Caller data is a goldmine: Start panning now to beat the rush

Caller data is a goldmine: Start panning now to beat the rush

Remember the days when you never knew who was on the other end of a phone call?

Flash forward to the advantages available to today’s marketer. Now, sophisticated analytics can use multiple info sources to give you intelligence on everything from a customer’s income to his credit scores, home ownership, education level, purchasing power, social media profiles and/or likelihood of buying — and that’s before you even answer the phone. Once you do, further technology allows you to automatically record and compile data based on the conversation itself, helping you fine-tune your audiences, most effective ads and other elements of strategy.

“Rich data is about to do for call analytics what it has done for customer behavior online: build a rich profile of each caller and predict purchase intent in real time,” writes Andrew Osmak on “Caller data is the kind of business intelligence that has been missing from call analytics, and will change how businesses interact with consumers.”

At one time, marketers feared call marketing was dead. But it’s back in a big way because of technological advances and the fact 77 percent of Americans own a smartphone. Spending on the related technology is spiraling like crazy and is slated to reach $13.7 billion by 2020 — a leap of 132 percent from the $5.9 billion spent last year.

How is the technology commonly used? Marketers contract for highly memorable toll-free vanity numbers they place in targeted ads using different copy and keywords, sometimes via pay-per-call campaigns through which the only charges come from answered calls. Call center specialists are trained to respond to the leads that roll in, and the software in place (such as Intelligent Handshake) captures myriad data about the callers that informs strategy from start to finish.

A few examples of how such caller data can be optimized:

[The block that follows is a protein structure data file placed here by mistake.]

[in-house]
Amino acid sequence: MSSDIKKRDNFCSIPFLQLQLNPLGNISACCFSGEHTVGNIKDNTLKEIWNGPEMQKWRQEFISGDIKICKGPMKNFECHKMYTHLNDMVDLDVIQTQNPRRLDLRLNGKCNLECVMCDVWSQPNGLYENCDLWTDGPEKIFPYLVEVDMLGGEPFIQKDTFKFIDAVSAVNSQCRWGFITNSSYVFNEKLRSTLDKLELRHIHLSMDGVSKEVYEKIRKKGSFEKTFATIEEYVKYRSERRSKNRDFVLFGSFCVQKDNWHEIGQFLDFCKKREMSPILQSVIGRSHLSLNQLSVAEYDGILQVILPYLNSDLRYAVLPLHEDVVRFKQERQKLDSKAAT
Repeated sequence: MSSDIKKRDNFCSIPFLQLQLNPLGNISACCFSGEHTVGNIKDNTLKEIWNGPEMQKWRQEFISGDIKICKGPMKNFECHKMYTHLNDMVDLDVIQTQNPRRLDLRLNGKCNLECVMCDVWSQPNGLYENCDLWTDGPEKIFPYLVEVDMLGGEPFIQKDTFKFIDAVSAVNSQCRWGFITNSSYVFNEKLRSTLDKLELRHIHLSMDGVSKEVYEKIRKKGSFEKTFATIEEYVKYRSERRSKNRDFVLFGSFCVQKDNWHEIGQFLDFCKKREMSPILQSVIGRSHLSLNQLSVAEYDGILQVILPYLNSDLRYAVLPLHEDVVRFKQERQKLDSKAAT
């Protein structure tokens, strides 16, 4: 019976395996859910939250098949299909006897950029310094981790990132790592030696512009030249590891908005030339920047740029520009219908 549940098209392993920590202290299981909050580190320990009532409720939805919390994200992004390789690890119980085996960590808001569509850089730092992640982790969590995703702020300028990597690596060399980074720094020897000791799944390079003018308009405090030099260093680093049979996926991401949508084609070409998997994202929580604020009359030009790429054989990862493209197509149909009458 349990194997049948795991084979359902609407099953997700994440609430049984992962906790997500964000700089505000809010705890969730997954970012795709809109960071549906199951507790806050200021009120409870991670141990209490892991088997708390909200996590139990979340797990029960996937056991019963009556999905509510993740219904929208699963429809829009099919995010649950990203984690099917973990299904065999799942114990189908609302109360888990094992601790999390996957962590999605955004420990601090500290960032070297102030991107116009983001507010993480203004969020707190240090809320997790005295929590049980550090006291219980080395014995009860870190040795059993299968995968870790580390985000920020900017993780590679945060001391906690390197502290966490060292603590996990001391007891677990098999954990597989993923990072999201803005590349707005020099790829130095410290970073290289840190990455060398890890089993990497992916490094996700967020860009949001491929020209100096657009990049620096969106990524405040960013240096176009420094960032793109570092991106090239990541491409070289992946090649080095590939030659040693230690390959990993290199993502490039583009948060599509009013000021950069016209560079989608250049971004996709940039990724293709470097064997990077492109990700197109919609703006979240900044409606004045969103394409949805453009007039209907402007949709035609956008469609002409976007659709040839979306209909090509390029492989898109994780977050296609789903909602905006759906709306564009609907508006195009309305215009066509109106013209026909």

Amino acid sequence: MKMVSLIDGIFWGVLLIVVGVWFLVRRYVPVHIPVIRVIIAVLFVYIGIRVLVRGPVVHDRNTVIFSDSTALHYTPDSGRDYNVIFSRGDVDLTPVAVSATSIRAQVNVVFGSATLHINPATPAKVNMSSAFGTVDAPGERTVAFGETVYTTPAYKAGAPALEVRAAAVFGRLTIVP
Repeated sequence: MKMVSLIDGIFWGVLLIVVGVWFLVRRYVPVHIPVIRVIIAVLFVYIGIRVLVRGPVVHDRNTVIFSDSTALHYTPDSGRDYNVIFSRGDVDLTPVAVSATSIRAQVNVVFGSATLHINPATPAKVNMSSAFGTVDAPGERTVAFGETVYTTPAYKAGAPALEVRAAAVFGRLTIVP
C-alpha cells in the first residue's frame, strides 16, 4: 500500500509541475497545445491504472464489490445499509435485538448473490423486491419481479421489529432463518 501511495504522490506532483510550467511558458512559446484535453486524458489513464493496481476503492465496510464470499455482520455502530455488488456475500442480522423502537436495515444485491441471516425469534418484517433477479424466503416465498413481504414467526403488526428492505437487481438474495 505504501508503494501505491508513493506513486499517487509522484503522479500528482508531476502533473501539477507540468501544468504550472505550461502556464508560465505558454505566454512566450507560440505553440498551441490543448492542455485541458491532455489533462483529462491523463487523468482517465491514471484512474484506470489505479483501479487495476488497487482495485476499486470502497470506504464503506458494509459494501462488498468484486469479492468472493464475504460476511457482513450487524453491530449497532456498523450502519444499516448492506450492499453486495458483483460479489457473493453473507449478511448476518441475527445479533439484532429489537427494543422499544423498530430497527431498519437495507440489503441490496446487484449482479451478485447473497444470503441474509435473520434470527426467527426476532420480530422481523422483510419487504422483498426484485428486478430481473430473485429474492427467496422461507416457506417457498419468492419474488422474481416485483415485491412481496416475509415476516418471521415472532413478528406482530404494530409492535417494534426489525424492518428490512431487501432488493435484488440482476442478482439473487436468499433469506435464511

• By instantly analyzing caller profiles, calls can be custom-directed depending on which calling centers are most suitable, most available and/or geographically closest, which staffers are most likely to appeal to the caller, etc.
  • Staffers can use the data to customize sales pitches on the spot, increasing both productivity and accuracy and increasing the likelihood of offering relevant products.
  • The real-time performances of salesmen and customer service specialists can be tracked at will, allowing for instant training or rewards where needed.
  • Ad effectiveness can be compared in real time for future spending allotment.
  • Calls can be recorded and analyzed for different purposes. For example, conversations can reveal keywords and phrases that signal intent to purchase and staffers can be trained to listen for them.
  • Caller data can be stored for use in future campaigns. One recent study determined 70 percent of IT and business professionals worldwide see data archives as potential revenue drivers.
  • Recorded calls can be reviewed for meaningful information about caller pain points.

“Call analytics used to be just about a call,” notes Osmak. “Now, every inbound call to a business is data. Soon data about callers will extend beyond optimization; it will influence business decisions on what the market needs and how it responds to everything that a company does, from product development to finance to operations. Using rich data to inform all decisions will become the norm rather than the exception reserved for large companies.

“If today you’re not sure how to use all the rich data becoming available about your callers, it’s time to collaborate on strategies with teams who have done it before for successful businesses.”

Talk to RingSquared about optimizing customer data through your own call marketing campaign.